In the first of a new series exploring how leading financial services brands are transforming the customer experience in new ways, Capco Partner & UK Head of Everyday Banking Paul Riseborough talks to Chris Wilkinson, Head of Digital Channels within NatWest’s UK retail bank.

Perspectives on Customer Transformation : Chris Wilkinson, Head of Digital Channels, NatWest

  • Capco
  • Published: 13 June 2024


In his role as Head of Digital Channels at NatWest, Chris Wilkinson is focused squarely on the intersection of technology and the customer, specifically the interplay between product, service and engagement across apps, online banking and digital customer messaging. Chris has over 15 years of experience in financial services, including roles at Metro Bank and Lloyds Banking Group, encompassing strategy, customer experience transformation and digital innovation.

Paul Riseborough: Chris, great to sit down with you. It strikes me that we are talking today at a really interesting moment. We’re seeing lightspeed changes in the potential of new technologies like AI of course, but we also seem to be at the ‘end of the beginning’ of banks becoming truly digital and data-led organisations. They’ve all done the basics, mostly pretty well. The stage therefore feels set for us to enter a more interesting period, one where organisations try to reimagine the customer experience, rather than just providing digital alternatives to what were previously face to face interactions.  

Chris Wilkinson: We are genuinely at an inflection point. We're leaving the era of banking digitization, by which I mean digitizing the activities and processes that have always been part of what banks have done. That digitization has been a sizable achievement at an industry level in terms of making life for customers much more simple and convenient. It has been good for them, and as an industry has also transformed our cost base.

The thing with digitization, though, is there is a natural plateau to it – and that is where we are now. Most customers, though of course not all, can now largely do everything they need online, a few edge cases aside where human interactions still make a real difference. 

At the same time, as an industry we have to ask ourselves whether we have fundamentally given customers new powers? Have we created new forms of relevance, new forms of usefulness? That is what the future will be about – moving from just being a service platform to being an engagement platform.

Banks have spent the last 20 years migrating customers into lower cost channels, and the incremental cost of interaction today is tending towards zero – so the next step is to look at how we can maximize the number of meaningful interactions and create new forms of relevance and usefulness for our customers. That’s a big mindset shift. Financial wellbeing is an obvious area of focus for this.

Paul Riseborough: Perhaps a key question is how do banks better understand the motivations of their customers? Preferences are changing, and customers have been transitioning their banking to digital in a big way for many years now, and there are now clearly new avenues to explore from a service perspective. But how do you get underneath the expectations, the motivations of your customers, because ultimately you want to create a deeper, more meaningful relationship with them. 

Chris Wilkinson: The question for our industry is whether banking is really at the heart of consumers’ financial worlds at the moment. For me there's a breakthrough that has yet to happen, and as an industry getting that right will be our main driver of value, retention, and earnings resilience over the next decade.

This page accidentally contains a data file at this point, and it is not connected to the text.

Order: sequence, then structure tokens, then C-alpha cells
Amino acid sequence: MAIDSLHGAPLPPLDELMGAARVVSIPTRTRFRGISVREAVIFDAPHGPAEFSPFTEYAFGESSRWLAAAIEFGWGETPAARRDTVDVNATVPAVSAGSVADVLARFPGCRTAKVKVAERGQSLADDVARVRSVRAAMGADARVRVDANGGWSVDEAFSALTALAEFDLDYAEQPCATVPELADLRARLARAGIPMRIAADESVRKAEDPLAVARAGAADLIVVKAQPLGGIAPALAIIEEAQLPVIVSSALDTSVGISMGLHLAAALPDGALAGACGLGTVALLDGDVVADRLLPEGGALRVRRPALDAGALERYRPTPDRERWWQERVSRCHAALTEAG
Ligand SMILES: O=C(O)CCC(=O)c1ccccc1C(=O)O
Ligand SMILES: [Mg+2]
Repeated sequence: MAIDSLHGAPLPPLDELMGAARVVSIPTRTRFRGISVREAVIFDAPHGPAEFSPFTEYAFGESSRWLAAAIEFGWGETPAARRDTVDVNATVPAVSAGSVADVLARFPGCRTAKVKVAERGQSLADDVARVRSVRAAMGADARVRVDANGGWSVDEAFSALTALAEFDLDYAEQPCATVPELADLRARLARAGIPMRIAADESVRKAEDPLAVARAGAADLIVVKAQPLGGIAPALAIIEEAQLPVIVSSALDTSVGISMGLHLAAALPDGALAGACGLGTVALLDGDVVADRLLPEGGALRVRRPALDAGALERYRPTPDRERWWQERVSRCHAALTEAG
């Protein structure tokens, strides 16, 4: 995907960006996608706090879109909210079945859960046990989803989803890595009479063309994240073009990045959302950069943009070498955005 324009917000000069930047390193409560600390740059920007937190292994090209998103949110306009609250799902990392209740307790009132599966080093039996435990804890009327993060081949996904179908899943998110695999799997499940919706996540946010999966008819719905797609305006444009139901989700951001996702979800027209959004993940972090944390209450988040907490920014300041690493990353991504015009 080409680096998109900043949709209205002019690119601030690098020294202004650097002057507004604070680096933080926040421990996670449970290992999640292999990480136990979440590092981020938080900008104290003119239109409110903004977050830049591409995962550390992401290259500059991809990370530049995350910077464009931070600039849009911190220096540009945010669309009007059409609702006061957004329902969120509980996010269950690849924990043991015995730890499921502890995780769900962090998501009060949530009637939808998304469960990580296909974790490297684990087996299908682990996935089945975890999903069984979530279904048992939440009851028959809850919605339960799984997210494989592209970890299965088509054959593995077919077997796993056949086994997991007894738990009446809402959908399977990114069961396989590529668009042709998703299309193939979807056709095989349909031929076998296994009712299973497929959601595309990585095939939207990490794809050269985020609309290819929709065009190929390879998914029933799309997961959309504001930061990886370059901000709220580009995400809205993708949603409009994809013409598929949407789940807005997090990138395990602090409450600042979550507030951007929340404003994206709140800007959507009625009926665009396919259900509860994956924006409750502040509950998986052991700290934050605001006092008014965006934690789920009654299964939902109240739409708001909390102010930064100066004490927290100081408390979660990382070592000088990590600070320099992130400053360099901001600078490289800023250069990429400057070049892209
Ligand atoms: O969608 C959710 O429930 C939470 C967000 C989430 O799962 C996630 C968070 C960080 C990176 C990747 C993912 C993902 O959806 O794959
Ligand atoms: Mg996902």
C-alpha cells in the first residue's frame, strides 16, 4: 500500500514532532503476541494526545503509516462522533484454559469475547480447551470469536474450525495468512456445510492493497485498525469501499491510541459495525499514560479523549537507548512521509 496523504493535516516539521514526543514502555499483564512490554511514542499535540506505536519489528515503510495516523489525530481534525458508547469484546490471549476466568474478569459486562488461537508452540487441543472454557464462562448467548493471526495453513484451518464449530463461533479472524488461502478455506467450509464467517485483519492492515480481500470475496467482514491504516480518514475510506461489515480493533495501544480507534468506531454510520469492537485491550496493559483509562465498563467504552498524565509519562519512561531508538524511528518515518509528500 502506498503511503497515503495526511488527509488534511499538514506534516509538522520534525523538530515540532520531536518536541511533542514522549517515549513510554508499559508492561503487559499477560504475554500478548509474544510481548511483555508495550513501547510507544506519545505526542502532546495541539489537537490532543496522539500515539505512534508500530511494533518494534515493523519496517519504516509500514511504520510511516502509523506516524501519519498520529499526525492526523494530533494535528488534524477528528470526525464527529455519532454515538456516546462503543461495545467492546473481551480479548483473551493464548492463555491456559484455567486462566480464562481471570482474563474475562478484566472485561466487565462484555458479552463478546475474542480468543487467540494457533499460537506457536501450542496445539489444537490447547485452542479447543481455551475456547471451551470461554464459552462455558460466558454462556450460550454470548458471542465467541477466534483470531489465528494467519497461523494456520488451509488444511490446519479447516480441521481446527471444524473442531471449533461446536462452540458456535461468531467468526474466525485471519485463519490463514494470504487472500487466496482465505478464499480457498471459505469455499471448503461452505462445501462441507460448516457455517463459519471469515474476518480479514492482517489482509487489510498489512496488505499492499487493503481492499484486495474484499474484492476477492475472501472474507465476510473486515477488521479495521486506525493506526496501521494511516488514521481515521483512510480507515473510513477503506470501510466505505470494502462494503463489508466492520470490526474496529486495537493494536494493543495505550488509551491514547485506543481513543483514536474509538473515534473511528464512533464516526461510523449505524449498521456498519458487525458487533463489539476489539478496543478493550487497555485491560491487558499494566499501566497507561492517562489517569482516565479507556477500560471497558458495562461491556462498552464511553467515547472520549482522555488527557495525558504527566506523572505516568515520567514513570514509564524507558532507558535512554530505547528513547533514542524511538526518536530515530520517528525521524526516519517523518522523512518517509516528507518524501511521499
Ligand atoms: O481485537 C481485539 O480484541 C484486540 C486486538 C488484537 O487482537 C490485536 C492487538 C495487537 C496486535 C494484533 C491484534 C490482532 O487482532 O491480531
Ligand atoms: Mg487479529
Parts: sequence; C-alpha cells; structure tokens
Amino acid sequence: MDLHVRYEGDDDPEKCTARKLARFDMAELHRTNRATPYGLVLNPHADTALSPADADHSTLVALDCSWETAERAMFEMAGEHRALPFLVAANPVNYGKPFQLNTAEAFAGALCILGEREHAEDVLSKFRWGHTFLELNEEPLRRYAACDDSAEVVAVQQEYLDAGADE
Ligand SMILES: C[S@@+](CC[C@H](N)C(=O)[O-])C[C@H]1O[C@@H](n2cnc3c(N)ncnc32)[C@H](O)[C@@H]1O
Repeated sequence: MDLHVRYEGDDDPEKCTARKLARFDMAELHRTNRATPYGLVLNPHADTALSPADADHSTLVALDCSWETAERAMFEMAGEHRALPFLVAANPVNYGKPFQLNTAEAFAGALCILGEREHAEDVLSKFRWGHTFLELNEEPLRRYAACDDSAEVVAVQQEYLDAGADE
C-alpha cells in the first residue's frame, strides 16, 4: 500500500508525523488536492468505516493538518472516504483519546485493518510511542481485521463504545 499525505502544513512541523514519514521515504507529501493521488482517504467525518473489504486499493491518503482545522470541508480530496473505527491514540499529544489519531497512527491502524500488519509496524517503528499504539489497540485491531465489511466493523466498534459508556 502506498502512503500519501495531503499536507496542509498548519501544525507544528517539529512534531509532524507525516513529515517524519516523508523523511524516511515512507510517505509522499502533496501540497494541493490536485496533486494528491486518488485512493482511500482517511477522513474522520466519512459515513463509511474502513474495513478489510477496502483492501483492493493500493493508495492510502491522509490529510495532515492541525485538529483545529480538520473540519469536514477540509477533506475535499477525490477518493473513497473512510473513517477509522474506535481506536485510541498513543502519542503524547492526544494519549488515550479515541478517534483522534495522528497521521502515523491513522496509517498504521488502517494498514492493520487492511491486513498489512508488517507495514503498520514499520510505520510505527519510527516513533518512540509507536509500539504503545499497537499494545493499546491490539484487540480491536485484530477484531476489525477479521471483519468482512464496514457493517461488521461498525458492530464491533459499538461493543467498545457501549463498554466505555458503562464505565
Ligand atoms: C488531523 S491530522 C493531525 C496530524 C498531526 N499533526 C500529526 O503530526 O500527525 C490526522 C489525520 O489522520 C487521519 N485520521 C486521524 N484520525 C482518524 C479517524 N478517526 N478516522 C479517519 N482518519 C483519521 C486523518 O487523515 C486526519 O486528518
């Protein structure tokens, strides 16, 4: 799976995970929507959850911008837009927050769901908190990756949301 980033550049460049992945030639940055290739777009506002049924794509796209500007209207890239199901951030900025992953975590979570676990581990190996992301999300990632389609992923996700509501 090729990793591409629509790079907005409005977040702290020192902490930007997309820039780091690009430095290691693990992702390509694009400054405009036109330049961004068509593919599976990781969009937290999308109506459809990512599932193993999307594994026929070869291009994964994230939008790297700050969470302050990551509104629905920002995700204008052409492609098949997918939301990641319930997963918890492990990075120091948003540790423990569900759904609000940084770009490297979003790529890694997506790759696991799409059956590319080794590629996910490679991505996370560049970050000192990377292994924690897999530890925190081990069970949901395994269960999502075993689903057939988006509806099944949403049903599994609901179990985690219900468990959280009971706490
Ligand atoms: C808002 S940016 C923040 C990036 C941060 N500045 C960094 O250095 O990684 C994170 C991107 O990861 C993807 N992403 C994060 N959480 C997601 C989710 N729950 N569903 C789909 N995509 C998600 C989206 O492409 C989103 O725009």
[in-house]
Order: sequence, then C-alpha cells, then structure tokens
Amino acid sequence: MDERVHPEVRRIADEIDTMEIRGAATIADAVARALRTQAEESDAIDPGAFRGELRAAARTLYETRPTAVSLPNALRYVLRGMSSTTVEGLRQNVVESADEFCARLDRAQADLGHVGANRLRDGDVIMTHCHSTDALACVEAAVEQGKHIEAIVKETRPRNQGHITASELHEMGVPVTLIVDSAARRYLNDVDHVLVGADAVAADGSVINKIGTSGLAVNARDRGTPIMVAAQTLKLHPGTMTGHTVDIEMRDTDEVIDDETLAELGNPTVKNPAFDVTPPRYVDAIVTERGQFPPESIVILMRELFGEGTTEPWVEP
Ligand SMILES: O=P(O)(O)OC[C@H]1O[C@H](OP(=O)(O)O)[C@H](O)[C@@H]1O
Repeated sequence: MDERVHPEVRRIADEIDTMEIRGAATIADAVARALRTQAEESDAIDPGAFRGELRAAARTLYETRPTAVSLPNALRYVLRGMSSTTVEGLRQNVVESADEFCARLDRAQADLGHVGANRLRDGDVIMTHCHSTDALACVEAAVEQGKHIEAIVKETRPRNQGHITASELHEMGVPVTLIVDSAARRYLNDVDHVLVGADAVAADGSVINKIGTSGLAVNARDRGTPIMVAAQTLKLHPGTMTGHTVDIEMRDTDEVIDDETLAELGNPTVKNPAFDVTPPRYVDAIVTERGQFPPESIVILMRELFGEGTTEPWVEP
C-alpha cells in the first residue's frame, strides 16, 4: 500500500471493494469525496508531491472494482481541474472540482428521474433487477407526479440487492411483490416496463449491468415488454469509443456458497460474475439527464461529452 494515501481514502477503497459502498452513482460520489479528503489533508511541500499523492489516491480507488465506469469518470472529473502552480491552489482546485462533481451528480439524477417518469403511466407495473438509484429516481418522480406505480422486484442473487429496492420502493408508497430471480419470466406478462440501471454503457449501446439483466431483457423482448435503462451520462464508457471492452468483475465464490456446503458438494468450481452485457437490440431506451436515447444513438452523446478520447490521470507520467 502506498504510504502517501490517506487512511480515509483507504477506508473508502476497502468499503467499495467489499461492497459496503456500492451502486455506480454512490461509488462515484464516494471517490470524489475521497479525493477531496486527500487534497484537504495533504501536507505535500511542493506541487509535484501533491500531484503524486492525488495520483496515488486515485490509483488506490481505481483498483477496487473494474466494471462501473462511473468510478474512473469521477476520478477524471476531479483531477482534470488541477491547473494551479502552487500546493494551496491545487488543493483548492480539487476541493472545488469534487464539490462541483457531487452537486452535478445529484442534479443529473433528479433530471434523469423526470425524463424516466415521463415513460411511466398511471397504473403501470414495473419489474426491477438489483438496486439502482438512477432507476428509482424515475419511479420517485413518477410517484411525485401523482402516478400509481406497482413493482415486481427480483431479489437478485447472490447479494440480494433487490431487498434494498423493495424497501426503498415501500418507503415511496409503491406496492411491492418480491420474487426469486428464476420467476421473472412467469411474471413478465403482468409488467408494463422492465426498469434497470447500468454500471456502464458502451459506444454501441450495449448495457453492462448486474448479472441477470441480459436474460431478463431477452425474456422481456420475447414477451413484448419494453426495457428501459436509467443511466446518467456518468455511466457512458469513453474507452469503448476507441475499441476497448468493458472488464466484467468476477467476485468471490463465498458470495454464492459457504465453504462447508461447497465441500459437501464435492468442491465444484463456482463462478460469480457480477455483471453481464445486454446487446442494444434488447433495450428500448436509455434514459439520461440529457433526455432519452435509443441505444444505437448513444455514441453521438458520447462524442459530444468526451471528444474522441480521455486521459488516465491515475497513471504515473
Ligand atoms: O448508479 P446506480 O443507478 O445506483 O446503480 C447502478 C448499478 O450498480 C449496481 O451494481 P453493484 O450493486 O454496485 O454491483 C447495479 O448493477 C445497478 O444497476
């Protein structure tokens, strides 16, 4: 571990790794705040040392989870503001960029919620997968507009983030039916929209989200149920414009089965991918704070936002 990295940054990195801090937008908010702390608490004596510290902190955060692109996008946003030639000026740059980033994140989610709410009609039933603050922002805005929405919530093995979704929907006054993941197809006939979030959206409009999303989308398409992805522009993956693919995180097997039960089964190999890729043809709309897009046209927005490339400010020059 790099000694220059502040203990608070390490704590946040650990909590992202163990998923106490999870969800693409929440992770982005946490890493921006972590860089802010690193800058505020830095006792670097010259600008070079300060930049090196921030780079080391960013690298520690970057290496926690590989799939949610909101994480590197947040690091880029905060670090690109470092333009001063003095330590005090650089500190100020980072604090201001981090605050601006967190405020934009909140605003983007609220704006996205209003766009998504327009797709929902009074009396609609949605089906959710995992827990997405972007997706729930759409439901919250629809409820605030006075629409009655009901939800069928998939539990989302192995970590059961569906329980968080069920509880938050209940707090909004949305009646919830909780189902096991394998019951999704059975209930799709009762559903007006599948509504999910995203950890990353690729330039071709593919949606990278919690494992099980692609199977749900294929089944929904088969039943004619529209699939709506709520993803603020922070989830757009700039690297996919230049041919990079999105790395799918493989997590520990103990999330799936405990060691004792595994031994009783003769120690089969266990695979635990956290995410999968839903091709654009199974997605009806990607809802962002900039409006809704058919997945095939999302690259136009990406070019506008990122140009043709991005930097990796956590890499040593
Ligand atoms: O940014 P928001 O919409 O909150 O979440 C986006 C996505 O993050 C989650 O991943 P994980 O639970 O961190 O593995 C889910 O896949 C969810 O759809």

As an industry we have sometimes taken a bank-centric approach to being customer focused, and plenty of false assumptions have been made – not least that if you had the current account, then you owned the relationship and were accordingly the hub of that customer’s financial world. But today we know that an increasing number of our digitally active customers are also digitally active with other banks, and have other banking apps on their phone – and customers often like that separation. 

An ever greater focus for us is the ability to experiment at scale. We constantly need to strike the right balance between pushing forward with our ambition and innovating, and not disorientating our less digitally confident customers who might like things just how they are. Having the capability to pilot new ideas with select customer groups will help us land bold change successfully. 

Then there's operational capability: how do we help our colleagues support customers who are part of the initiative. There's also the customer narrative to consider. We often only tell customers about a new capability once we've launched it. So how we more proactively engage our customers around future innovation is something else we will be changing. 

It’s about earning the right to do cool, cutting-edge things while not totally freaking out your customers.

Paul Riseborough: So what needs to be in place for that sort of experimentation at scale? In terms of not just the technology foundations but also skills, training, talent and culture? And even when you can experiment at scale, you also have to design for exception cases. How do you avoid drifting towards a lowest common denominator approach when designing new products and services?

Chris Wilkinson: That’s such an important point. As a Big Four bank we do have plenty of customers that are excited by such offerings – but many other customers equally wouldn’t thank us for changing what they’ve already taken years getting used to. We have 10 million customers using our app. As a group they are incredibly diverse, whether from a product perspective, a demographics perspective, and an attitudinal perspective.

That’s why a big focus over the next 12 to 24 months is to approach personalization in new ways. Increasingly, our app will look and behave differently for different customers – based on who you are, the role we’re currently playing in your life. Personalization is sometimes equated with being a just a data problem, or even distilled more narrowly into just personalized messaging within an app…